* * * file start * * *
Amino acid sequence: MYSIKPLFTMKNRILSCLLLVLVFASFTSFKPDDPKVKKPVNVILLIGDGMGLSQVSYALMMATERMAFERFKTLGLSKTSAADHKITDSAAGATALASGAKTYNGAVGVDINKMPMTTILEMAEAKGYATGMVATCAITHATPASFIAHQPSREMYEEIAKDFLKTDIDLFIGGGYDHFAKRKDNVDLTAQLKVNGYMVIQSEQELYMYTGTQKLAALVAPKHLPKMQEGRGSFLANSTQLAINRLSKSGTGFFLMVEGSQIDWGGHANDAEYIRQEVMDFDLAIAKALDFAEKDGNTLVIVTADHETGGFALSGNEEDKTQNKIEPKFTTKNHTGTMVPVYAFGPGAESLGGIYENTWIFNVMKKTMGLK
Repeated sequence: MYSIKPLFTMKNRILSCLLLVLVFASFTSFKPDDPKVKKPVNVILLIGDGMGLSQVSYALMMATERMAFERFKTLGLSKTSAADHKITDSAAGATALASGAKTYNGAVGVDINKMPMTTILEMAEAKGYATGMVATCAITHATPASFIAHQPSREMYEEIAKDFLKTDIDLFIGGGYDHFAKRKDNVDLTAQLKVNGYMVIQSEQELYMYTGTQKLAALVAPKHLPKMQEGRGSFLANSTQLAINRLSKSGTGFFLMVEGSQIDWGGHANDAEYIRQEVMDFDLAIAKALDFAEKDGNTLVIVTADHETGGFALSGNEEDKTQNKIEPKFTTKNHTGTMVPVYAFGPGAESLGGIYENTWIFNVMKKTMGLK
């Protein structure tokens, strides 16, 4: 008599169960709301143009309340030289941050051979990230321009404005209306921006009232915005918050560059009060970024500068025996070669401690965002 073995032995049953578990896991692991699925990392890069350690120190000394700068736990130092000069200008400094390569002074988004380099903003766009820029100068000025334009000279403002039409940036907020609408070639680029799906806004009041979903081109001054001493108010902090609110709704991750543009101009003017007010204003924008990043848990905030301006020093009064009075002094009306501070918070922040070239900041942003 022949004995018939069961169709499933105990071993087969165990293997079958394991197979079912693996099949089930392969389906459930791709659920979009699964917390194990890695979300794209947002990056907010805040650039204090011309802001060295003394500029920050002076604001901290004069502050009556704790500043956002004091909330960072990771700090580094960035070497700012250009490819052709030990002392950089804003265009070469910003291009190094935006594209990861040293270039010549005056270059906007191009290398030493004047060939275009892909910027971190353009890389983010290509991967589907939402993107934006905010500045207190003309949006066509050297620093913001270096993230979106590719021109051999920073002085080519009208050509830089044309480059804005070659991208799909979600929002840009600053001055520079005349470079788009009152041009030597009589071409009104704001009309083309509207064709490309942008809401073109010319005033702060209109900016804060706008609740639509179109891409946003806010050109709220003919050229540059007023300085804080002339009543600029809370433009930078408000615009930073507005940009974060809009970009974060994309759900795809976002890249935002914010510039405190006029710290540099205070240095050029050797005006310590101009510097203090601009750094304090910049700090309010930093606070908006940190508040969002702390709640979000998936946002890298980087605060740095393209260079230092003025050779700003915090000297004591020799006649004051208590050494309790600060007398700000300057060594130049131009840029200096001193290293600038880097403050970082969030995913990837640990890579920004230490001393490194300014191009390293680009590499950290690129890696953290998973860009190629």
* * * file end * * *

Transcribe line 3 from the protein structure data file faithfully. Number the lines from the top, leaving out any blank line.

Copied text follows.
């Protein structure tokens, strides 16, 4: 008599169960709301143009309340030289941050051979990230321009404005209306921006009232915005918050560059009060970024500068025996070669401690965002 073995032995049953578990896991692991699925990392890069350690120190000394700068736990130092000069200008400094390569002074988004380099903003766009820029100068000025334009000279403002039409940036907020609408070639680029799906806004009041979903081109001054001493108010902090609110709704991750543009101009003017007010204003924008990043848990905030301006020093009064009075002094009306501070918070922040070239900041942003 022949004995018939069961169709499933105990071993087969165990293997079958394991197979079912693996099949089930392969389906459930791709659920979009699964917390194990890695979300794209947002990056907010805040650039204090011309802001060295003394500029920050002076604001901290004069502050009556704790500043956002004091909330960072990771700090580094960035070497700012250009490819052709030990002392950089804003265009070469910003291009190094935006594209990861040293270039010549005056270059906007191009290398030493004047060939275009892909910027971190353009890389983010290509991967589907939402993107934006905010500045207190003309949006066509050297620093913001270096993230979106590719021109051999920073002085080519009208050509830089044309480059804005070659991208799909979600929002840009600053001055520079005349470079788009009152041009030597009589071409009104704001009309083309509207064709490309942008809401073109010319005033702060209109900016804060706008609740639509179109891409946003806010050109709220003919050229540059007023300085804080002339009543600029809370433009930078408000615009930073507005940009974060809009970009974060994309759900795809976002890249935002914010510039405190006029710290540099205070240095050029050797005006310590101009510097203090601009750094304090910049700090309010930093606070908006940190508040969002702390709640979000998936946002890298980087605060740095393209260079230092003025050779700003915090000297004591020799006649004051208590050494309790600060007398700000300057060594130049131009840029200096001193290293600038880097403050970082969030995913990837640990890579920004230490001393490194300014191009390293680009590499950290690129890696953290998973860009190629």